for my first show, i wanted to create a work about the fragility of the connection between two people and the effort it takes to make it all work. this series of seven drypoint etchings is what i came up with. not as 'mature' as my newer work, it definitely reveals a good bit of compositional simplicity, but the naivete reveals something real about what was going on with me at the time. i made these in the fall of 2005, about a year ago.



your heart



your mind



your soul



in our next life, love me this way



my soul



my mind



my heart

Thursday, November 02, 2006

blast from the past

i did a little experimentation with drypoint etching on plexiglas a couple semesters ago, and i liked the way i could essentially draw on the plate to get a very natural line. i will be taking an in depth intaglio class next semester and working with this technique among others, hopefully using copper plate to get softer, more predictable lines, and better results. here are a few random prints. to follow is a group that i did as a series of 7.


christmas nap



i am not ashamed





















one man's work^

Monday, June 19, 2006

art show recovery

the show went swell. great turn out. great music. great people. great food (thank you, mom!).

charlie and i each sold some work, and i am particularly happy with the reactions that mine got.

i'll show some below, and hopefully i'll get my hands on some more pics from the evening.



i sold two of this print, 'burano' 11x15 linocut and water color additions on paper.



sold one of these, 'gheto vechio' 11x15, linocut on paper.



and i may have a buyer for one of these, 'gondola' 11x15 two color linocut on paper.

i guess folks like venice. i may need to go back again for more inspiration.

here's one more,



'andy warhol's jesus, or jesus loves the little children'
linocut and chine colle on paper, 22x30.

sorry for the reflection from the flash.

anyway, karen and i have another show at the stoughton public library running from july 1 through august 31. i think i will show my 3 monotypes, which you havent seen yet, and the 3 venice prints. karen is showing her accordian book opened to the full length of 14 feet. should be good exposure to a new audience and someplace for the work to hang before the print show at school in september.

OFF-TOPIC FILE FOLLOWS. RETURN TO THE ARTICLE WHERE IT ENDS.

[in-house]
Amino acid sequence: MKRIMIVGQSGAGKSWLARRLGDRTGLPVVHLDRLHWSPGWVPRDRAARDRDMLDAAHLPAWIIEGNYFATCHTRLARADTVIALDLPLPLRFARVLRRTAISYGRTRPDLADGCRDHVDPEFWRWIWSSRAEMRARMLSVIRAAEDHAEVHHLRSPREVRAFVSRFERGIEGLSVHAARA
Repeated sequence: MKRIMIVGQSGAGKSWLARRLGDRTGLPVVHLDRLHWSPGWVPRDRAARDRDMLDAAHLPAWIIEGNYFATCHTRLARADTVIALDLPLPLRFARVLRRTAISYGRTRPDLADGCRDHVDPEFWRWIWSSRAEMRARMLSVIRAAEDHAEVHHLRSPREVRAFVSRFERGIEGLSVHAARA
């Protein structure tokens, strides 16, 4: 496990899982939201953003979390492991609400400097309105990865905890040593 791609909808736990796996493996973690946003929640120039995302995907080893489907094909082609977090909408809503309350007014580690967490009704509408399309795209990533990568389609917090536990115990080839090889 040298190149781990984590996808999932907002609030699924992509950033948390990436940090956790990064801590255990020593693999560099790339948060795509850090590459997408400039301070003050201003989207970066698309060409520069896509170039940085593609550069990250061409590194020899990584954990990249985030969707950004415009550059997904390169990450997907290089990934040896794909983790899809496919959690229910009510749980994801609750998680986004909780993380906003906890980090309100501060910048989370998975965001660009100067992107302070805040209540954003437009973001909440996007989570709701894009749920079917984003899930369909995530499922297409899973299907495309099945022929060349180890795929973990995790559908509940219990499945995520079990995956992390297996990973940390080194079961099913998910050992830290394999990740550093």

thanks to all who ventured out, it was a great evening.

mark

Sunday, June 04, 2006

hot rod art

I recently began a series of prints of hot rods and custom cars that I have some affinity to. Once I completed the first proofs, I posted a tech article on the HAMB where I spend far too much time looking at hot rod stuff. It is a great place to hang out if you are an old car junky, and they are very supportive of the arts, hosting a Friday Art Show each week. I have posted the article below as it appears on the HAMB. Check the HAMB out here: http://www.jalopyjournal.com/forum/

So after many years of watching with awe the art that is posted on the Friday art show every week, and after being continually impressed with the quality of the tech posts that come through here every week, I have decided to do my own brand of tech- ART TECH. Now I don’t usually make car related art. Most of my stuff lately has been soul searching stuff, not wuite self portrait work in the stricted ‘Rembrandt’ sense, but definitely about me. And I have been exploring with some printmaking methods that are a bit ‘out there.’

But I do often work in linoleum for printmaking because it makes such a nice simple looking picture. I love the high contrast of single color prints in black and white.

I have been thinking for quite some time about what I would do if I ever tried anything with auto related art, and I decided that I would do lino cuts of cars that really blow me away. I have a short list and I will work from that. There are a couple here on the HAMB that slay me every time I see them so I figured I would start with one of those. And what car could better exemplify the HAMB than Bob Bleed’s roadster? It has a great history, strong family ties, and still runs strong today, evolving as time goes by, getting better with age. There are a couple others too, that will come later, including av8paul’s roadster and kevin lee’s (grimlok) modified. I think the Calori coupe will probably make its way to paper soon too.